Canadian Yachting December 2017 - 53
Canadian Yachting December 2017 - 54
Canadian Yachting December 2017 - 55
Canadian Yachting December 2017 - Sail Review: Dehler 38
Canadian Yachting December 2017 - 57
Canadian Yachting December 2017 - 58
Canadian Yachting December 2017 - 59
Canadian Yachting December 2017 - Power Review: Cruisers Yachts Cantius 50
Canadian Yachting December 2017 - 61
Canadian Yachting December 2017 - 62
Canadian Yachting December 2017 - 63
Canadian Yachting December 2017 - 64
Canadian Yachting December 2017 - 65
Canadian Yachting December 2017 - Power Review: Jeanneau NC 895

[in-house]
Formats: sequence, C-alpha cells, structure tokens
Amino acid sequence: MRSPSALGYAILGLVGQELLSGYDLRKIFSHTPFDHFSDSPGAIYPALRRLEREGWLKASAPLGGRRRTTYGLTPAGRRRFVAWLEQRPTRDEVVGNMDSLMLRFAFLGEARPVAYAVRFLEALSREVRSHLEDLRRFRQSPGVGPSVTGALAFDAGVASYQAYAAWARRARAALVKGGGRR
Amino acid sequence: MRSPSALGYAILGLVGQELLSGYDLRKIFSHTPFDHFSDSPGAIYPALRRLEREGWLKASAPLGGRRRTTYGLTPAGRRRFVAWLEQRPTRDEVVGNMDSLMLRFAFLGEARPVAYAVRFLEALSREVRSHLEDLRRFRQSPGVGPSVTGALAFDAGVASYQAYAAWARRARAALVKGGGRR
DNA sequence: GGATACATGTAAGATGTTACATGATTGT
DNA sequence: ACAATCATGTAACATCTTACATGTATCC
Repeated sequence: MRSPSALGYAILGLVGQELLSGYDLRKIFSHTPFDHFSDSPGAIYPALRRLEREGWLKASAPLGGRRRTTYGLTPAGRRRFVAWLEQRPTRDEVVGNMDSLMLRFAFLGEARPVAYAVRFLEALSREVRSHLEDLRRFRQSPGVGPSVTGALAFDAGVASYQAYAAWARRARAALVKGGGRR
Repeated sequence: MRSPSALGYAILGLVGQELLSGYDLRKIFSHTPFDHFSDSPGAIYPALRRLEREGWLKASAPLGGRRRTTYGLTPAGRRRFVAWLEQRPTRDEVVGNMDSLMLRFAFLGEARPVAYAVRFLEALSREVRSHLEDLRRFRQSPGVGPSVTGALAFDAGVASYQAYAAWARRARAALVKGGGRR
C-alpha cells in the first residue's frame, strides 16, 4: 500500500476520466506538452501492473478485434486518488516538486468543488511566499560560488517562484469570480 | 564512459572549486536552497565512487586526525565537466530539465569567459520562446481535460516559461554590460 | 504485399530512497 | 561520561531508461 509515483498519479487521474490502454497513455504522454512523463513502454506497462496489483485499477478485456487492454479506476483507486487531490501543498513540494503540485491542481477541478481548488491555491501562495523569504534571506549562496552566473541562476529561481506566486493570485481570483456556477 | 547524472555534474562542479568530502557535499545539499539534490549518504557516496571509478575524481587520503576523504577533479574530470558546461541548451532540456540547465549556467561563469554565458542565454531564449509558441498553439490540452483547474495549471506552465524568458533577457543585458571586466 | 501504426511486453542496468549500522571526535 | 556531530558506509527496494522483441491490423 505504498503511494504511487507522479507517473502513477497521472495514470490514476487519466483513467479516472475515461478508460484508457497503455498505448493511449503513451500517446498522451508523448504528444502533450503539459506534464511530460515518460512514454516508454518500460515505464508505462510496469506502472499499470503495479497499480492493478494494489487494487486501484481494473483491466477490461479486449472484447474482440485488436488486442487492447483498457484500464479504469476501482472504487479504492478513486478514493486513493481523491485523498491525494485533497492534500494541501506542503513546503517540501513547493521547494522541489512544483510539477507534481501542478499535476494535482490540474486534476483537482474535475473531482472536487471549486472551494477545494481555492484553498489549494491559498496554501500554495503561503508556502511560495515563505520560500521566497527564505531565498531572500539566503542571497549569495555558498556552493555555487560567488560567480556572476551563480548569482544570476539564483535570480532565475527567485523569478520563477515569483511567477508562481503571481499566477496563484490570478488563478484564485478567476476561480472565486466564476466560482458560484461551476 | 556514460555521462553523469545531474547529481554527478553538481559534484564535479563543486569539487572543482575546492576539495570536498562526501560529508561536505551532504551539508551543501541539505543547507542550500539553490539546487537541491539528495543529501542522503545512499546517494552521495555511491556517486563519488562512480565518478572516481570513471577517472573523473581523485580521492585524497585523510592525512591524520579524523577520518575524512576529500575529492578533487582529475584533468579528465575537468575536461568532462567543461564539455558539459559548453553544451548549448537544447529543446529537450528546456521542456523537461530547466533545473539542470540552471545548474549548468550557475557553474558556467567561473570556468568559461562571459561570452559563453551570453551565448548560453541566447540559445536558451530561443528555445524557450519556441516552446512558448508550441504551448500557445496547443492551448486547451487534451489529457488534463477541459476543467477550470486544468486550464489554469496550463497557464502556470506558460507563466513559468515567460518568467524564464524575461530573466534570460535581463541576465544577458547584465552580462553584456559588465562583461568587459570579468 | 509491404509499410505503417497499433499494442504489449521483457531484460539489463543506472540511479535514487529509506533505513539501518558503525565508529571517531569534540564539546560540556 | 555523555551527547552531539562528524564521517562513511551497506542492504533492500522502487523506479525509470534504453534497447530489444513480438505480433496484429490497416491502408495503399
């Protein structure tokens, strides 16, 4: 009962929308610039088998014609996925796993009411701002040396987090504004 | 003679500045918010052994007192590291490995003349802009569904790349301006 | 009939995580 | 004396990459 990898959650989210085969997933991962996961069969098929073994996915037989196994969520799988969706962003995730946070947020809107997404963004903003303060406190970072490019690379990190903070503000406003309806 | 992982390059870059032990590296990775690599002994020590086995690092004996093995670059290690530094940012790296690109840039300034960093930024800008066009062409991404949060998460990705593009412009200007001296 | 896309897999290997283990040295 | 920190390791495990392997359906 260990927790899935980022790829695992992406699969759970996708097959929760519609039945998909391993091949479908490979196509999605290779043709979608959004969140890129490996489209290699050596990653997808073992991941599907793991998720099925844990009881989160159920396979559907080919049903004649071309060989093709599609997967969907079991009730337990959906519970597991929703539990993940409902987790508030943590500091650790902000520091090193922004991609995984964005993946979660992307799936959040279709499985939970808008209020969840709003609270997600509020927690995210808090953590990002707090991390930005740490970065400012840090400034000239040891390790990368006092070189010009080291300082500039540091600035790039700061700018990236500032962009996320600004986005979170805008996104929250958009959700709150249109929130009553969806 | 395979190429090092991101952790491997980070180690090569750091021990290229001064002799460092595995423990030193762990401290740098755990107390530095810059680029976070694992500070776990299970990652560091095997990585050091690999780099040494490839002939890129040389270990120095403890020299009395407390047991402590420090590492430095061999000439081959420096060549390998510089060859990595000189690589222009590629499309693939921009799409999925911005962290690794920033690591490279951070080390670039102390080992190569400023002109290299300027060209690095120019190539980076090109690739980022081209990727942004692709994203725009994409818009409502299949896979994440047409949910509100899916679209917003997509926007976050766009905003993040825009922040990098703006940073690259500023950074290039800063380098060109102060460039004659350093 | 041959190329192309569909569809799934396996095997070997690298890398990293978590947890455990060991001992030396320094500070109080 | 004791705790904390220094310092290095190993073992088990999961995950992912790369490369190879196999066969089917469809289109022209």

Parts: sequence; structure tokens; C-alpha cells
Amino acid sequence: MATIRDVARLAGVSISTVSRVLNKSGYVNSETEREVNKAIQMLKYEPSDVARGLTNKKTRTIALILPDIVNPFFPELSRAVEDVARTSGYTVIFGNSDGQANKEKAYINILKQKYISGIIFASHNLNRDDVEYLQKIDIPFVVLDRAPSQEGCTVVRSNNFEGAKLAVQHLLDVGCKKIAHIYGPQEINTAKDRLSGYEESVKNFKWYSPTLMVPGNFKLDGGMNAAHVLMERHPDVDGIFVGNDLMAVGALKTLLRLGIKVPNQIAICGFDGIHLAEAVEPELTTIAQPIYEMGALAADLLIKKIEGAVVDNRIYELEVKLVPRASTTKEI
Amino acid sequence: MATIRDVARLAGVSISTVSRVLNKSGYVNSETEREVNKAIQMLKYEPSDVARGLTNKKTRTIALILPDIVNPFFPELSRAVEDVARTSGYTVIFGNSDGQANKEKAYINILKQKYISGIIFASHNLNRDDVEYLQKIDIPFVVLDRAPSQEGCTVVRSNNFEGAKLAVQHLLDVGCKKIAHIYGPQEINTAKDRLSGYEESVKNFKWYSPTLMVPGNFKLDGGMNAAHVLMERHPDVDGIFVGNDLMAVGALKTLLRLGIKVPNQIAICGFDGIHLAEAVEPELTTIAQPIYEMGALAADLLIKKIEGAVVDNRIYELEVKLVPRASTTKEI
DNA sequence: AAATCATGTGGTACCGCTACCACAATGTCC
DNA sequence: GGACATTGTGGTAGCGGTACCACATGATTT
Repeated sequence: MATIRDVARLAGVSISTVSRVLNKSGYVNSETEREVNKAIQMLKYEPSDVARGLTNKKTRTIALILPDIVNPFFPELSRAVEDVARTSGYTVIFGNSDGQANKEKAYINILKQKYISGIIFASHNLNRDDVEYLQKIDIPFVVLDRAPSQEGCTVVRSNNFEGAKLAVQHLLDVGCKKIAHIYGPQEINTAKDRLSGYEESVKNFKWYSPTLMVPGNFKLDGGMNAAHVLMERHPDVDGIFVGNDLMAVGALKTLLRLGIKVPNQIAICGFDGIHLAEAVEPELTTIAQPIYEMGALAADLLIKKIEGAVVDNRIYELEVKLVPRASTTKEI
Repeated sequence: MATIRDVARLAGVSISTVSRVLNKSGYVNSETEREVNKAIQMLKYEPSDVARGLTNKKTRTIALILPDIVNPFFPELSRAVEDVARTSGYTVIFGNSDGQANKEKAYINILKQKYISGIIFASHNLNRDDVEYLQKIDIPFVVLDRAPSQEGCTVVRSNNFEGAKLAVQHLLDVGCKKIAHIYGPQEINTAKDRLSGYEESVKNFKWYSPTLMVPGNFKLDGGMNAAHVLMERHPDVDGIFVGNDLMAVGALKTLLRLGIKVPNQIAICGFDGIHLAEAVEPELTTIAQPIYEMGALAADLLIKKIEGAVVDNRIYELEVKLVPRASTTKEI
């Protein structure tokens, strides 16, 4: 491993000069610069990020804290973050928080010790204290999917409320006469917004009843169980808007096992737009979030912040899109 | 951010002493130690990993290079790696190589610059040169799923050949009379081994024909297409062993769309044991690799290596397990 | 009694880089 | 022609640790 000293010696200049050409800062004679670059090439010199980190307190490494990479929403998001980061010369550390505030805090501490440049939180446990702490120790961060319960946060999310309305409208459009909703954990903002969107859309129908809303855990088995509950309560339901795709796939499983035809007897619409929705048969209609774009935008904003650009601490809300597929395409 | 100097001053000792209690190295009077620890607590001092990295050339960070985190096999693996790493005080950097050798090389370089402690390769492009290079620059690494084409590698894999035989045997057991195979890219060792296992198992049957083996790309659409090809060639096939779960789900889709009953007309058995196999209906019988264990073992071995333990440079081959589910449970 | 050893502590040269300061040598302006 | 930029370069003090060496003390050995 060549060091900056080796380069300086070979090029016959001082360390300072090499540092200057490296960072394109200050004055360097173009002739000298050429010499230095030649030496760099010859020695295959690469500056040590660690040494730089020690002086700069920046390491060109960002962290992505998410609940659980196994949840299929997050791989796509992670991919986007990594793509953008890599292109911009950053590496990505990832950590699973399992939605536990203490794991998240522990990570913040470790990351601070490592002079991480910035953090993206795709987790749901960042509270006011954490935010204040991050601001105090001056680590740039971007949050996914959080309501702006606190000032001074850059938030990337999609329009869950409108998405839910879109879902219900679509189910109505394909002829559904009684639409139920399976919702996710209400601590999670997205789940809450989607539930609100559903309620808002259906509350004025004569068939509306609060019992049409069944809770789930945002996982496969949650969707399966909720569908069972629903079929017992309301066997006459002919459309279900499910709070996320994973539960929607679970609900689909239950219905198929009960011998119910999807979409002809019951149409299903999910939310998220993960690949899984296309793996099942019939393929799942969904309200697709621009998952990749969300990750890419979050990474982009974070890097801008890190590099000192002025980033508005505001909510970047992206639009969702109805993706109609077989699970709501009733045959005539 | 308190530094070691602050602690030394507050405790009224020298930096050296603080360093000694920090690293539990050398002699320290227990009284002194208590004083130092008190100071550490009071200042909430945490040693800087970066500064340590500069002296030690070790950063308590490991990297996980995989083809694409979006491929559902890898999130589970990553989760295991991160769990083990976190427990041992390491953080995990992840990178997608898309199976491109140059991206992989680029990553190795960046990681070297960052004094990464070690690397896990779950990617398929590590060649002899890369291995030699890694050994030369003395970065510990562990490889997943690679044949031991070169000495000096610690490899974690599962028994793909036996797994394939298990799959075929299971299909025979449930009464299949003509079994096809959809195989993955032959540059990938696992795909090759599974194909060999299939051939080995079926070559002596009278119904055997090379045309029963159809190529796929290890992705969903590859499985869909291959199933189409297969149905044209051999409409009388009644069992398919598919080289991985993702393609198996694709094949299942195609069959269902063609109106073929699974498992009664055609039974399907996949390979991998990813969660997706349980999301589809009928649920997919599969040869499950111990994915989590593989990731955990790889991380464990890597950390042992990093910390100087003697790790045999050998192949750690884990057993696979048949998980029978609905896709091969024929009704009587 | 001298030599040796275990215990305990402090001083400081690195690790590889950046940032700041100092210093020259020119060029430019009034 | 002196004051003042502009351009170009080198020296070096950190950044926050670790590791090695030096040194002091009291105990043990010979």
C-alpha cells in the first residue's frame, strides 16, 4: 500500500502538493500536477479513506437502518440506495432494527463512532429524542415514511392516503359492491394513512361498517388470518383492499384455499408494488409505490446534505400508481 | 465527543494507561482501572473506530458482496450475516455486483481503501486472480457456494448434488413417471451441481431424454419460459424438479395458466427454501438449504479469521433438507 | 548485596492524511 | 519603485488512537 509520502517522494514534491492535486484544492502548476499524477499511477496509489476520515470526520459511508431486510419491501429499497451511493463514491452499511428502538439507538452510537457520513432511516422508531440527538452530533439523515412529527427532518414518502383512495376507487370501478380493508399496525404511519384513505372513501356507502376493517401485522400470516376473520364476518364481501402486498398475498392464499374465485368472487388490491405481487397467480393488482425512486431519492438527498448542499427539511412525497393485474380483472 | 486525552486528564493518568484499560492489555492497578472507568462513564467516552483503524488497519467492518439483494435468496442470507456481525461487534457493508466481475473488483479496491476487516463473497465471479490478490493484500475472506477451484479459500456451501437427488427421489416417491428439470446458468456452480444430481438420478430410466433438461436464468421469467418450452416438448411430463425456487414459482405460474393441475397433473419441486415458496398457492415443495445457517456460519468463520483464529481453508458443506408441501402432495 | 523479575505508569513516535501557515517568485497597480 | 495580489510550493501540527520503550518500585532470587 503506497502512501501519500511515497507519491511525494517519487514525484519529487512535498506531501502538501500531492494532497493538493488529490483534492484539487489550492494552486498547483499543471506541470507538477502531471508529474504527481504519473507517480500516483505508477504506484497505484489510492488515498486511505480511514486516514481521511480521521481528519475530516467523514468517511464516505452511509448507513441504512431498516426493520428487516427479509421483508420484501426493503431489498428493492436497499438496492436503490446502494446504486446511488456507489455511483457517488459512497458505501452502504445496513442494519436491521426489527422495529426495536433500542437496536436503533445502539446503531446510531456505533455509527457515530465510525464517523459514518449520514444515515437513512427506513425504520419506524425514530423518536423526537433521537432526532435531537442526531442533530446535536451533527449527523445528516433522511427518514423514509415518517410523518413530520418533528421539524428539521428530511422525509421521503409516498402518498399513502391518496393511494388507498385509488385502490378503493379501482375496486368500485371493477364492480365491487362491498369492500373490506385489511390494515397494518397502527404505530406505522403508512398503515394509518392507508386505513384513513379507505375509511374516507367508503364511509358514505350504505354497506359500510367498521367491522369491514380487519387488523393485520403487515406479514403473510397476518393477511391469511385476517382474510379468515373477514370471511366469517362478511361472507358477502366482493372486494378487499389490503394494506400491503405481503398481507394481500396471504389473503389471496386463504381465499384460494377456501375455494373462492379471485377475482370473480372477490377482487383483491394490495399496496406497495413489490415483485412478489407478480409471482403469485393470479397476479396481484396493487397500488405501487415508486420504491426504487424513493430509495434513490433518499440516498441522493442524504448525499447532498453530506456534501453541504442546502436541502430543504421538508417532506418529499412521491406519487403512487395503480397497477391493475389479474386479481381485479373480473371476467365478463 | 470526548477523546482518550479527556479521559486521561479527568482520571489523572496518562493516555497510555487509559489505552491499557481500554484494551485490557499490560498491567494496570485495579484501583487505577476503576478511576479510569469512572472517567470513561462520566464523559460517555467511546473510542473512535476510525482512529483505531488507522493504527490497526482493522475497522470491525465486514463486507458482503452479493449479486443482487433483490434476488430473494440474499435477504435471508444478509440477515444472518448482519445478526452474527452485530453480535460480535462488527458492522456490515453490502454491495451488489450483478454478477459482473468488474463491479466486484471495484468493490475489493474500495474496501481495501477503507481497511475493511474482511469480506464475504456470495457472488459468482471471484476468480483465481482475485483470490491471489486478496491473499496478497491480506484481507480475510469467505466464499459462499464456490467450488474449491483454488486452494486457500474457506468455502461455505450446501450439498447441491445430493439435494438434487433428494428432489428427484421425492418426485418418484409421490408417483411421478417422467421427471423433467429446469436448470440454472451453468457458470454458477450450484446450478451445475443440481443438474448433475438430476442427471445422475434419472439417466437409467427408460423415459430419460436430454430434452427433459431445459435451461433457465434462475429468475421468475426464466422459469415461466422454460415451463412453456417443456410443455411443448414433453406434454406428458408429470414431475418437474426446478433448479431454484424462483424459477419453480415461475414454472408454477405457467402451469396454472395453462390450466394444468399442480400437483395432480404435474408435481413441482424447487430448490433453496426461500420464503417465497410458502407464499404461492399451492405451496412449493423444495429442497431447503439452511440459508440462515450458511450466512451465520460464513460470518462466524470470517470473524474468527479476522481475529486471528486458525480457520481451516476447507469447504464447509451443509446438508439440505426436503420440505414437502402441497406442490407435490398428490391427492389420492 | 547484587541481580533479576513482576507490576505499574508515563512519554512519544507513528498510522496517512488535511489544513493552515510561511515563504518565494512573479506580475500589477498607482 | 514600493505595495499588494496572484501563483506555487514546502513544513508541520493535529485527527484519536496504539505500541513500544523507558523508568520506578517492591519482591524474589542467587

Canadian Yachting December 2017 - 67
Canadian Yachting December 2017 - 68
Canadian Yachting December 2017 - 69
Canadian Yachting December 2017 - 70
Canadian Yachting December 2017 - 71
Canadian Yachting December 2017 - Summer Event Coverage: Poker Run 101
Canadian Yachting December 2017 - 73
Canadian Yachting December 2017 - 74
Canadian Yachting December 2017 - 75
Canadian Yachting December 2017 - 76
Canadian Yachting December 2017 - 77
Canadian Yachting December 2017 - 78
Canadian Yachting December 2017 - 79
Canadian Yachting December 2017 - 80
Canadian Yachting December 2017 - 81
Canadian Yachting December 2017 - 82
Canadian Yachting December 2017 - 83
Canadian Yachting December 2017 - 84
Canadian Yachting December 2017 - 85
Canadian Yachting December 2017 - Crossing the Line: Flying Dutchman
Canadian Yachting December 2017 - Cover3
Canadian Yachting December 2017 - Cover4